November 16, 1824 — New York City’s Fifth Avenue opens for business today. But the high status of Fifth Avenue wasn’t confirmed until 1862, when Caroline Schermerhorn Astor settled on the southwest corner of 34th Street.
Historians say that the beginning of the end of its reign as a residential street was symbolized by the erection, in 1893, of the Astoria Hotel on the site of her house. It is later linked to its neighbor as the Waldorf-Astoria Hotel (now the site of the Empire State Building).
Fifth Avenue is also the central scene in Edith Wharton’s 1920 Pulitzer Prize winning novel The Age of Innocence, which describes New York’s social elite in the 1870s and provides historical context to Fifth Avenue and New York’s aristocratic families.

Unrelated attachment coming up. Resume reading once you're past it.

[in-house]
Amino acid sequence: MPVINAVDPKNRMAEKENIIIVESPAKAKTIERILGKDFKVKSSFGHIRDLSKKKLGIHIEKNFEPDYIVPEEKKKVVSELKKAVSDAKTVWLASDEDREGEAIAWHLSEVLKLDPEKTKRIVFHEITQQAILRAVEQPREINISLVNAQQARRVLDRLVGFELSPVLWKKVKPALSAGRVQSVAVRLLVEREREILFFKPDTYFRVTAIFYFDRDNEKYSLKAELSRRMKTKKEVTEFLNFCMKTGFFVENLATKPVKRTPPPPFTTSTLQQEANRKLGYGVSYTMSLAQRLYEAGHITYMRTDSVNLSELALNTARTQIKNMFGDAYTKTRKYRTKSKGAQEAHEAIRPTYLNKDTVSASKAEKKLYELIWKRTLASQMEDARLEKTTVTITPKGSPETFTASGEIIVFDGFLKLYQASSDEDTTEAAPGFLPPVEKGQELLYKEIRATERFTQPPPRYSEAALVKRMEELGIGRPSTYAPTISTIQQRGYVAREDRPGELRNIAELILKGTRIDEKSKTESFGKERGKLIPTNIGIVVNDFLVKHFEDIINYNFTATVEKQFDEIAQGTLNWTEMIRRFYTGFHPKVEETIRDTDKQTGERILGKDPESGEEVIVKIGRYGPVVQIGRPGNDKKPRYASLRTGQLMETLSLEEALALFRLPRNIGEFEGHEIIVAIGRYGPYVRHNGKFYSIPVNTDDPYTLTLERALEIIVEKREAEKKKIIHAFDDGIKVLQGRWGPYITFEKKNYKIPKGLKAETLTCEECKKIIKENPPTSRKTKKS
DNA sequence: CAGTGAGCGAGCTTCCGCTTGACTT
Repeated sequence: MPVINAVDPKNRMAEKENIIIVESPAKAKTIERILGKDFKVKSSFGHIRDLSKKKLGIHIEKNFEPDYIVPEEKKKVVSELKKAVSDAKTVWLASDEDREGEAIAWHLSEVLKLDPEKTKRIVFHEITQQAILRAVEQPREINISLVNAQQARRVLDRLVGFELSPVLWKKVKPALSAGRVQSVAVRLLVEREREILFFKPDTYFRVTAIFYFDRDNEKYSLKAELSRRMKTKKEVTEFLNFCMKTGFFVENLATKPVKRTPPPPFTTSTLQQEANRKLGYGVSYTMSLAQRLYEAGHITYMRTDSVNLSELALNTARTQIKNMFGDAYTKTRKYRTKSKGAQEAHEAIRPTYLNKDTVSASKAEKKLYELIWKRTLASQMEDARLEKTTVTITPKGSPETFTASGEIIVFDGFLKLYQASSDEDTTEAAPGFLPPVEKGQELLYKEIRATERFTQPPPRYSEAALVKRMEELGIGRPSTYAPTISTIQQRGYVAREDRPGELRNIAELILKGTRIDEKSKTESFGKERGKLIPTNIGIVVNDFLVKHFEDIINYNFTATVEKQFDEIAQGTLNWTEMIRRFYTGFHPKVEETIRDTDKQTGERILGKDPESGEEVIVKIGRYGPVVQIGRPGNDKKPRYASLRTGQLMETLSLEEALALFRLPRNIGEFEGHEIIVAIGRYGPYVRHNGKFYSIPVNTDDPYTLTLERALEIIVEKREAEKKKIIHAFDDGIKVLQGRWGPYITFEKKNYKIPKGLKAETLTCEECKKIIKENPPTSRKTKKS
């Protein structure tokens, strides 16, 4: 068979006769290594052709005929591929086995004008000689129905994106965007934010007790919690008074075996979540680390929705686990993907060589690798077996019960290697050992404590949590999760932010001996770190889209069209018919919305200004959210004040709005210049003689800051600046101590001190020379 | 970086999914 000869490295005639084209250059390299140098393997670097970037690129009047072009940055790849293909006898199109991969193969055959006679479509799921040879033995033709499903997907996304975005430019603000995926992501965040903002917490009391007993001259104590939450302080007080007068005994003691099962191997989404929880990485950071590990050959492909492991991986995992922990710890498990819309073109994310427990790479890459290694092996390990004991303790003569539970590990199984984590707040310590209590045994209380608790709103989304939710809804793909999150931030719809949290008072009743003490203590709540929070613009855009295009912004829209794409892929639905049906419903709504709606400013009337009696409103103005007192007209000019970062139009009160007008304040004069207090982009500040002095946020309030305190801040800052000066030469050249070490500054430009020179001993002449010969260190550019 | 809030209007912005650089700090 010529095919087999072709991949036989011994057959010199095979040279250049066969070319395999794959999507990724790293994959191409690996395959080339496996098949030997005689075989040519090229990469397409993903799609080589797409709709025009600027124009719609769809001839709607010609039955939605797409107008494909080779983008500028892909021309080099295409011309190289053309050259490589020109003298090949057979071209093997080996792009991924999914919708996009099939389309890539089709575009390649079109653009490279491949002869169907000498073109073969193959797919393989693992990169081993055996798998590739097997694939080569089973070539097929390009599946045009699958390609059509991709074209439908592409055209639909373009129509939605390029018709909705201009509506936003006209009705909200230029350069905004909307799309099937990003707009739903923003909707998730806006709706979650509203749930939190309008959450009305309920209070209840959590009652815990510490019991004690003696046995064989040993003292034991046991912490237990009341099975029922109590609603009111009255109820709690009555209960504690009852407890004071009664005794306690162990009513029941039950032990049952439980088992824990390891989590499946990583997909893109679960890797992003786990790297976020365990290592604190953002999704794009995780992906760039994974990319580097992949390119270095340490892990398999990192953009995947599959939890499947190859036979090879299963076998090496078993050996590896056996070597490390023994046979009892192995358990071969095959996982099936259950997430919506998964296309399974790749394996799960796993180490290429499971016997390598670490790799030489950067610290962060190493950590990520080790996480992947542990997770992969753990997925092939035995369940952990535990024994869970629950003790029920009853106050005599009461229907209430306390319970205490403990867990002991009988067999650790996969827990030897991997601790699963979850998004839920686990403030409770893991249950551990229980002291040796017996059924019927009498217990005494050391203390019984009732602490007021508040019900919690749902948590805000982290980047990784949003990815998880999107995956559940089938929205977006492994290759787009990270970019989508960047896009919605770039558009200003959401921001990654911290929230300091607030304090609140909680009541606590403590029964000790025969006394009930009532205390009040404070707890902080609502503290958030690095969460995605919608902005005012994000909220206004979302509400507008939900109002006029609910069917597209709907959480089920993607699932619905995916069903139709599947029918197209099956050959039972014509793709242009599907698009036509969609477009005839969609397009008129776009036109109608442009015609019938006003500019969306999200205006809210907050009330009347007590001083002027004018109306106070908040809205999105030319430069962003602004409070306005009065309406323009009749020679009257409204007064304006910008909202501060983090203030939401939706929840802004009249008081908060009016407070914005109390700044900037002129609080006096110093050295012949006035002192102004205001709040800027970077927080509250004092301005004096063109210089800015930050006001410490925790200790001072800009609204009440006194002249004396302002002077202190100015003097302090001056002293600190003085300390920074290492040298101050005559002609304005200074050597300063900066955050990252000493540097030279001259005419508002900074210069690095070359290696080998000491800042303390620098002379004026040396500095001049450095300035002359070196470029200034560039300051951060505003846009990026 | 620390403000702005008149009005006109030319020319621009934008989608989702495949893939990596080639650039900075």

Originally a narrower thoroughfare, much of Fifth Avenue south of Central Park was widened in 1908, sacrificing its wide sidewalks to accommodate the increasing traffic. The midtown blocks were mostly residential until the first commercial building on the street venue was erected by Benjamin Altman who bought the corner lot on the northeast corner of 34th Street in 1896. He demolished the “Marble Palace” of his arch-rival, A. T. Stewart. In 1906 his department store, B. Altman and Company, occupied the whole of its block front.
Lord & Taylor’s flagship store is still located on Fifth Avenue near the Empire State Building and the New York Public Library.
Words of Wisdom
"So many people in this country have a dual loyalty. They have loyalty to America, but they also are determined to have their parade up Fifth Avenue once a year... a Cuban parade or a Puerto Rican parade - many other countries. So they really don't forget."